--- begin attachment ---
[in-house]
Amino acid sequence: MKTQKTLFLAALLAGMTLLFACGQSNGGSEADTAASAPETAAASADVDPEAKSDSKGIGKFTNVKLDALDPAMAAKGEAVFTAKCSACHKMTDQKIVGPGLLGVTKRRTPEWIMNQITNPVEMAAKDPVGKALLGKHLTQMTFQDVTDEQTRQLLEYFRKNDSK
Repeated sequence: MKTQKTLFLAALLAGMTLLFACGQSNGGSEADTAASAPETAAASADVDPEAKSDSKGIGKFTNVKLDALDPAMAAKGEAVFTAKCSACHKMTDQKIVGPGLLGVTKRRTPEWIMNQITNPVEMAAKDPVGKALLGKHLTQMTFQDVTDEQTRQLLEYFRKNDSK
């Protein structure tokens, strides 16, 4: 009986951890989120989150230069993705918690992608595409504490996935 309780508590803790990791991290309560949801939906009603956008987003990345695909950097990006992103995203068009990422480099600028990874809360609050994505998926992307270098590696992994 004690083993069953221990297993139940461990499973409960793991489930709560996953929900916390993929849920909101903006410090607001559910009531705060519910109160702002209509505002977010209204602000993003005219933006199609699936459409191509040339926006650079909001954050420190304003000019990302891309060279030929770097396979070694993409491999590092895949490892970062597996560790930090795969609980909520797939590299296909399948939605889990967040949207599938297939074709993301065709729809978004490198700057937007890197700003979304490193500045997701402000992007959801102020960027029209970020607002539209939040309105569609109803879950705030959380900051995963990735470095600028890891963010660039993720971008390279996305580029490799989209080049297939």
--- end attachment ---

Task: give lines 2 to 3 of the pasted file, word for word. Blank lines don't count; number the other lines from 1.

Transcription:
Amino acid sequence: MKTQKTLFLAALLAGMTLLFACGQSNGGSEADTAASAPETAAASADVDPEAKSDSKGIGKFTNVKLDALDPAMAAKGEAVFTAKCSACHKMTDQKIVGPGLLGVTKRRTPEWIMNQITNPVEMAAKDPVGKALLGKHLTQMTFQDVTDEQTRQLLEYFRKNDSK
Repeated sequence: MKTQKTLFLAALLAGMTLLFACGQSNGGSEADTAASAPETAAASADVDPEAKSDSKGIGKFTNVKLDALDPAMAAKGEAVFTAKCSACHKMTDQKIVGPGLLGVTKRRTPEWIMNQITNPVEMAAKDPVGKALLGKHLTQMTFQDVTDEQTRQLLEYFRKNDSK